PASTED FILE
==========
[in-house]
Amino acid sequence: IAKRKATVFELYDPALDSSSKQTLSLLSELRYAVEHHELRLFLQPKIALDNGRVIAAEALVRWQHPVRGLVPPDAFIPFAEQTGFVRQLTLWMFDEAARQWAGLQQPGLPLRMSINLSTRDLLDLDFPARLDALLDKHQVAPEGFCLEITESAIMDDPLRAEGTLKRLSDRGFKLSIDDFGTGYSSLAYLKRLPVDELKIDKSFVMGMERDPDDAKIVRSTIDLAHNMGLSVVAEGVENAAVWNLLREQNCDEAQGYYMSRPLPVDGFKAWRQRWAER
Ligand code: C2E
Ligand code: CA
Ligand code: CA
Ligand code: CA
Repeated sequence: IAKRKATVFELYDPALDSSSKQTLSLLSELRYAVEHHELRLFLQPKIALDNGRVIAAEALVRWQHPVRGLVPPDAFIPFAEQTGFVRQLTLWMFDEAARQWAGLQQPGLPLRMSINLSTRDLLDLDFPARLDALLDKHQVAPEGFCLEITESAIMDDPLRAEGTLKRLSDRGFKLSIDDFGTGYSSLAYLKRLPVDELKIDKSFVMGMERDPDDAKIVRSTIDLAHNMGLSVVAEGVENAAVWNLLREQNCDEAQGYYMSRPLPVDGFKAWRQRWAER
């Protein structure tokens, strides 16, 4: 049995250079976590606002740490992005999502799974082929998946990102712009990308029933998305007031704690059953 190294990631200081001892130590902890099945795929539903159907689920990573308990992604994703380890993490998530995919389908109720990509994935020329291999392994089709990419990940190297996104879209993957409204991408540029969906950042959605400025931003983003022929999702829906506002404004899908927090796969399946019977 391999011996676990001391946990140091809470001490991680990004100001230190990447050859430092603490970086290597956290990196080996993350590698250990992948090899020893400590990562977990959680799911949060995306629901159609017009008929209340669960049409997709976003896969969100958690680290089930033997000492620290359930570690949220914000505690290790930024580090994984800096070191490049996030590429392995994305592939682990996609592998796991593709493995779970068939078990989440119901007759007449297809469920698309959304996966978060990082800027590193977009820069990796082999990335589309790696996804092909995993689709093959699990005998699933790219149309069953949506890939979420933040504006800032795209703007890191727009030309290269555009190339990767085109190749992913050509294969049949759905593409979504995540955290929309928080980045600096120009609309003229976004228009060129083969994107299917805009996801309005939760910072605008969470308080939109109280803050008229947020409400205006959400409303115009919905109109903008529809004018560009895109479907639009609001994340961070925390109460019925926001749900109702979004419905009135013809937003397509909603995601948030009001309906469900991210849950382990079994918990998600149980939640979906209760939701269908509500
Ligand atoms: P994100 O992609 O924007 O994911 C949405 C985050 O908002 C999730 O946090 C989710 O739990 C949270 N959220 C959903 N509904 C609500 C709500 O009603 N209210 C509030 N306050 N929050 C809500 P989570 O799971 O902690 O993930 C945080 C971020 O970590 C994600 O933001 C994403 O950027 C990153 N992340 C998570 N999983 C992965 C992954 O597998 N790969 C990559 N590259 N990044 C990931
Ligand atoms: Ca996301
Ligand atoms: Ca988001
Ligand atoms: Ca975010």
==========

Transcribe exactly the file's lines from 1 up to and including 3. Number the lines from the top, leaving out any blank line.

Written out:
[in-house]
Amino acid sequence: IAKRKATVFELYDPALDSSSKQTLSLLSELRYAVEHHELRLFLQPKIALDNGRVIAAEALVRWQHPVRGLVPPDAFIPFAEQTGFVRQLTLWMFDEAARQWAGLQQPGLPLRMSINLSTRDLLDLDFPARLDALLDKHQVAPEGFCLEITESAIMDDPLRAEGTLKRLSDRGFKLSIDDFGTGYSSLAYLKRLPVDELKIDKSFVMGMERDPDDAKIVRSTIDLAHNMGLSVVAEGVENAAVWNLLREQNCDEAQGYYMSRPLPVDGFKAWRQRWAER
Ligand code: C2E